Flowers are certainly beautiful – but for some, all that beauty can come with a heavy price no thanks to allergies. As many flowers depend on pollinisation for them to reproduce (which means they release their pollen to the environment or depend on insects to it for them), many Singaporeans are affected by hayfever (allergic rhinitis). Symptoms can be quite uncomfortable: irritated nose, throat and eyes. It can also be hard to breathe and you might find yourself sneezing a lot.
But don’t worry – you don’t have to choose between one or the other. It turns out there are many flowers out there that are allergy-friendly. Here’s a list of the most common allergy-friendly and allergy-triggering flowers, so you can pick wisely.
Hydrangeas are a great choice for allergy sufferers, as they have little to no pollen, which means most of them are not irritant at all. There are also lots of perks when it comes to hydrangeas: they are big, so they are perfect to add volume to any bouquets, they come in a variety of bright and unique colours from white to pink to violet, and they are long-lasting.
This hardy flower gives off very little pollen – which means it’s great to avoid hayfever! It is worth noting though, that even though the plant may not cause sneezing or eye irritation, some people do get a skin irritation from touching the leaves. Geraniums come in a wide array of colours, featuring blue, pink, and magenta hues.
Lilies are a little bit tricky, as they have a fair amount of pollen. In order to be allergy-friendly, the pollen needs to be removed, which is actually pretty easy to do. You need to cut the stamens and the pollen-laden anthers and voila! The only thing you need to be mindful of is to wear gloves, as the pollen can stain clothes and exude a skin-irritant sap.
Lilies are truly stunning flowers, and come in a variety of colours: pink, red, orange and mixed hues. They are also very fragrant – which while some people love it, other may feel the scent is too strong. It all comes down to personal preference.
Good news for all the traditional romantics out there – roses are quite allergy-friendly, as their pollen is hidden in between all the layers of delicate petals. An interesting tip: when it comes to choosing roses is to prefer the ones with denser petals, as the denser the petal, the less pollen they’ll release.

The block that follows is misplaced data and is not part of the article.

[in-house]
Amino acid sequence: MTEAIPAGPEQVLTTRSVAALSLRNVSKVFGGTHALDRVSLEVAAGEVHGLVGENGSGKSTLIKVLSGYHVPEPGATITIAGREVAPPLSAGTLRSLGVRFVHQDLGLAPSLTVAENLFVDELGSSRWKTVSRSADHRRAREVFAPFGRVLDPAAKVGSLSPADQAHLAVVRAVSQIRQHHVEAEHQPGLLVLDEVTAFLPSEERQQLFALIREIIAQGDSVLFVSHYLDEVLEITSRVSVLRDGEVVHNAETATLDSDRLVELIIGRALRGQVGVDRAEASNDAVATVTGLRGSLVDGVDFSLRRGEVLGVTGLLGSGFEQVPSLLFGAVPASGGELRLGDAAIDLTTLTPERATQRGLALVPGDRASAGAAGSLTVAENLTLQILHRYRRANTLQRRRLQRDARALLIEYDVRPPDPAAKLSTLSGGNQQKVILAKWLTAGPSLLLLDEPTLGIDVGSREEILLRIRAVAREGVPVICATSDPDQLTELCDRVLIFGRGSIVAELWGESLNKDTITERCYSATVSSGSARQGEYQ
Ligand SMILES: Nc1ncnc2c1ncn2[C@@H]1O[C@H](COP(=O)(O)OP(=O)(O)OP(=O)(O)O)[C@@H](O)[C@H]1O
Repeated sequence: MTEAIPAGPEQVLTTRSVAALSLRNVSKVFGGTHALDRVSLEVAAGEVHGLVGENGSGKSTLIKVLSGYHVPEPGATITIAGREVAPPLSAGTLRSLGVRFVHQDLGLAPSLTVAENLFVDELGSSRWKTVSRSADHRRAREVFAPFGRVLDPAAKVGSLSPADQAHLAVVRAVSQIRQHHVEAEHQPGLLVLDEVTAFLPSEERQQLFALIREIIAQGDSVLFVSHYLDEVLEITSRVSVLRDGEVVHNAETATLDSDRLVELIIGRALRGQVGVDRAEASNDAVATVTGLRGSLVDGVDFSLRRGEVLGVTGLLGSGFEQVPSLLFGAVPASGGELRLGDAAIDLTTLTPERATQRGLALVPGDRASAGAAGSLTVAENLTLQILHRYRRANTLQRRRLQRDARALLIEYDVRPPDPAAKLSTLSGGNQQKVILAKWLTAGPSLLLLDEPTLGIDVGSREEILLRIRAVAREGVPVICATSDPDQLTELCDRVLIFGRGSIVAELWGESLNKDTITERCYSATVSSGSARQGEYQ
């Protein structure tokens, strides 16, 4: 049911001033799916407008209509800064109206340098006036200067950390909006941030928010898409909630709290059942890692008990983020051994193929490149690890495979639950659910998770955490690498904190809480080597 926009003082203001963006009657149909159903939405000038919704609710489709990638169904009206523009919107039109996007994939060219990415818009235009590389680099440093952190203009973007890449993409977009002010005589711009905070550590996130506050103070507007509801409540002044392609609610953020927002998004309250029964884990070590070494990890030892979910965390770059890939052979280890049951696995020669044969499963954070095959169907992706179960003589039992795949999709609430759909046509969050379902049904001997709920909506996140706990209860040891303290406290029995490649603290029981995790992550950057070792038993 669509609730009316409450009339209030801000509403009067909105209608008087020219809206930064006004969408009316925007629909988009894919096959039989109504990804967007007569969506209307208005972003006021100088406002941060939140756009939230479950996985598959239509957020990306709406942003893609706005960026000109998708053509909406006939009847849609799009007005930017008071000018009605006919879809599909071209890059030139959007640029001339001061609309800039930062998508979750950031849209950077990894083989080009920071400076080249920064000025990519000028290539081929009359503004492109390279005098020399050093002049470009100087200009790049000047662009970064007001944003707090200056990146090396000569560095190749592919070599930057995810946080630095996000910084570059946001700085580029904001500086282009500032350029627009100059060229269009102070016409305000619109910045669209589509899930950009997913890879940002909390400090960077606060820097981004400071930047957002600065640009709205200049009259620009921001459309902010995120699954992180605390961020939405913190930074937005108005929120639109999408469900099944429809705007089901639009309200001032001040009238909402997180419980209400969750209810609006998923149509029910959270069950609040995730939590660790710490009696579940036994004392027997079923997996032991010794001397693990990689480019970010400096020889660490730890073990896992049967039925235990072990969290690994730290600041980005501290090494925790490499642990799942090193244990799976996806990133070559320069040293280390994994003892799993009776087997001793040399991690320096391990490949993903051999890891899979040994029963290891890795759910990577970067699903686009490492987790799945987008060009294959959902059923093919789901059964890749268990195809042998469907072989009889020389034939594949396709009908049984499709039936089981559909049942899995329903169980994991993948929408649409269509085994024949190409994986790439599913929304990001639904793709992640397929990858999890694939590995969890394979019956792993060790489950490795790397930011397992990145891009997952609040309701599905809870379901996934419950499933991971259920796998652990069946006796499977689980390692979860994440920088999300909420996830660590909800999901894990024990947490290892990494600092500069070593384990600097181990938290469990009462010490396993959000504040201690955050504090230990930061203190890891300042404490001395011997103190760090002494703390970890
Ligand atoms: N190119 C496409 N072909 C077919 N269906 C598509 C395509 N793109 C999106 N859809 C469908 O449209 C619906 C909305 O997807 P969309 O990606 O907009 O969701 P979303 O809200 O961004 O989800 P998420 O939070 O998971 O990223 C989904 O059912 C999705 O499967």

Gorgeous and delicate, petunias’ pollen is not considered to be greatly hayfever triggering. They do, however, have a very prominent and distinctive scent that some people may dislike – which, again, it comes down to personal preference. But the flower itself is very allergy-friendly.
Sadly, daisies are probably the worst allergy-triggering plant there is – and it’s quite a common flower, that grows easily in the wild and attracts many bees. They are actually not wind pollinated, which makes it a bit better, however allergy-sufferers are advised to restrain from smelling them or getting too close.
Also part of the same family as the daisy, chrysanthemums are highly allergy-triggering and huge pollen producers. Even though they reach their peak of pollen production in spring, they can continue with it way into autumn – which is definitely not great if you suffer from hayfever.
The whole centre of sunflowers is actually made of pollen – and it’s all dispersed by the wind, making them really allergy-triggering. In addition, a common misconception is that because they are not fragrant, they must be allergy-friendly, which couldn’t be further away from the truth.
Don’t let dahlias’ alluring beauty and many petals fool you – they are also part of the Aster family (like daisies and chrysanthemums), so as you’d expect, super allergy-triggering. They attract many insect pollinators, especially in summer. Even though there are many types of dahlias, other than a few exceptions, most of them are considered allergy-triggering.
Chamomile tea and infusions may have very benefits and a calming scent and flavour – but you should walk the other way if you see them in bouquets or the street. They not only produce pollen in high quantities, but the pollen itself is one of the most irritant ones there is.
Choosing gift flowers
We hope this information can come in handy when choosing your next bouquet of flowers if you suffer from hayfever or are gifting flowers to someone that does. And if your favourite flower made the allergy-triggering list, don’t feel disheartened – remember all the allergy-friendly flowers are just as mesmerising and beautiful.
If you’re thinking of gifting unique and quality flower arrangements or bouquets, either for a special occasion, wedding or birthday, browse all the gorgeous arrangements we provide here at Gift Flowers.